Dr Fiona Solomon: The ASI Performance Standard was developed with a multi-stakeholder Standard Setting Group, comprised of interested parties with a broad representation of interests in the key issues addressed by the standard. The International Union for Conservation of Nature (IUCN) acted as coordinator of the standard-setting process.
The Performance Standard is grouped into three main sections: governance, environment and social. It is applicable to all stages of aluminium production and transformation, specifically: bauxite mining, alumina refining, primary aluminium production, semi-fabrication, material conversion, and refining and re-melting of recycled scrap, as well as material stewardship criteria relevant to downstream users of aluminium.
While the aluminium industry, like many commodities, is facing challenging market conditions, sustainability challenges and drivers are only expected to increase in the coming years. ASI thus takes a forward looking view to prepare its certification program and members for the future, where sustainability considerations will be expected to be fully integrated into all corporate and operational decision-making.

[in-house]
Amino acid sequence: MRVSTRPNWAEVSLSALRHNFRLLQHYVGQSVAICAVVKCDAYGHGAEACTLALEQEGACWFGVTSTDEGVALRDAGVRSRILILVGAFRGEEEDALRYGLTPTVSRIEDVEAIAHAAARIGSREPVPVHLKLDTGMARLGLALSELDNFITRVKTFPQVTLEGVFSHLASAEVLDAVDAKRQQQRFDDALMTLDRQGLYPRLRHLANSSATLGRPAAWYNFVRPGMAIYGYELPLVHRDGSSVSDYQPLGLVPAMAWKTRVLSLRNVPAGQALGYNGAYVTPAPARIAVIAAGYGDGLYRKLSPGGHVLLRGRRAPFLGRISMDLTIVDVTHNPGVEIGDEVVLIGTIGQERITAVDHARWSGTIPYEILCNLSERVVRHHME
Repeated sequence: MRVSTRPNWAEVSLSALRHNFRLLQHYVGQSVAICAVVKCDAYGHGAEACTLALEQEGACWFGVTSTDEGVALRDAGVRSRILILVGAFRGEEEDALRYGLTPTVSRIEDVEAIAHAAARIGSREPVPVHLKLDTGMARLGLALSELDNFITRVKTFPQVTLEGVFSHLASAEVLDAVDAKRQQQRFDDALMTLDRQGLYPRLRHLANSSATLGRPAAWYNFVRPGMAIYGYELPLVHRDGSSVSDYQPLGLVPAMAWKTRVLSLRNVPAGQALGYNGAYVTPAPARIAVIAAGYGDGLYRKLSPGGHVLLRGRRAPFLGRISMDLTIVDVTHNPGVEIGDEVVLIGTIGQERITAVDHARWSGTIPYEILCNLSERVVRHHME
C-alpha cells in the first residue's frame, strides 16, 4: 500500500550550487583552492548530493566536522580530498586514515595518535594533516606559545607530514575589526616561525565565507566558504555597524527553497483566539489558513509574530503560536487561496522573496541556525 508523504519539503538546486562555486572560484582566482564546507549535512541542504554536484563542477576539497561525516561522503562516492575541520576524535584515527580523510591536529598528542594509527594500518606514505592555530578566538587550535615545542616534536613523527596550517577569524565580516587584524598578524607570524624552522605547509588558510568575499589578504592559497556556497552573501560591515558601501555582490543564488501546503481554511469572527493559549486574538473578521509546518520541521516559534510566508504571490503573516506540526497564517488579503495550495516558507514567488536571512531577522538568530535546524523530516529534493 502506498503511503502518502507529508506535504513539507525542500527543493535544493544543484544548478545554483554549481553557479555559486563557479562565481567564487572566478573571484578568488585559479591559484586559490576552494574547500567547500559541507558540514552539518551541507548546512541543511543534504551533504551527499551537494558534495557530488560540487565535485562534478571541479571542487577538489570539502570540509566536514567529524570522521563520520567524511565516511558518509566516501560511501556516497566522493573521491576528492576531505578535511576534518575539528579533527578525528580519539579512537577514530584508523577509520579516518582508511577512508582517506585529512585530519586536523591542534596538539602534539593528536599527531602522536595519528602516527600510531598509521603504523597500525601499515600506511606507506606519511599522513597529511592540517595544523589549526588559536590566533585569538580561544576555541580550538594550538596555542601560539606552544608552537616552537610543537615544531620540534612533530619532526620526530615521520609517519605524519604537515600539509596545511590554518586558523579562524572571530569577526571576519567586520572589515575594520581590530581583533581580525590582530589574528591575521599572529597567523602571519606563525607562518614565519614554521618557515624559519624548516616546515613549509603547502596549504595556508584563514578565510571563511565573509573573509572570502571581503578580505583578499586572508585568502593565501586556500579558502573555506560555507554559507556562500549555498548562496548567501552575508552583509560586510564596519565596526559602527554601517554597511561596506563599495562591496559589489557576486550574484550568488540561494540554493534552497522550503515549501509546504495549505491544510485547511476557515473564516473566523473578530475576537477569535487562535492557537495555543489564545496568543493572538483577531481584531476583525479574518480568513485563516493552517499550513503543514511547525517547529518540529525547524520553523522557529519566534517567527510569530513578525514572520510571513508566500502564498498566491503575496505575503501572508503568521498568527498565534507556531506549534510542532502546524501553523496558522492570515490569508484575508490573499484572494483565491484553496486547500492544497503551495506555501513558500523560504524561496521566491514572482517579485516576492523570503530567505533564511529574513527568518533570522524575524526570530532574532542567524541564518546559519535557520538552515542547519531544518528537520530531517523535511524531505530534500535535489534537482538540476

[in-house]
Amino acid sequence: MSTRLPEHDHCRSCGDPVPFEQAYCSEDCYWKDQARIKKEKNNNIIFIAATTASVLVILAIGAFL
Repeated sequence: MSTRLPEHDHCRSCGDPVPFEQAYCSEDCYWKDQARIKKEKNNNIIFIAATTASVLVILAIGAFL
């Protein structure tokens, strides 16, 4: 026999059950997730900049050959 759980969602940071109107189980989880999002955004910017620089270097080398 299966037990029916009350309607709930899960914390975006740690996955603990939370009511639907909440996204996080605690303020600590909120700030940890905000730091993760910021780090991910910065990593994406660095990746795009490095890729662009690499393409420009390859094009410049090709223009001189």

AlCircle: What are the other initiatives that ASI plans to take in future to further the cause of sustainable development in aluminium industry?
Dr Fiona Solomon: ASI will be working with stakeholders on a range of important issues for the sector, to support continual improvements of its standards and implementation by ASI members seeking certification. In addition to the GHG Working Group mentioned earlier, there will be a Recycling Working Group to provide further practical guidance on material stewardship and circular economy principles in the context of ASI standards.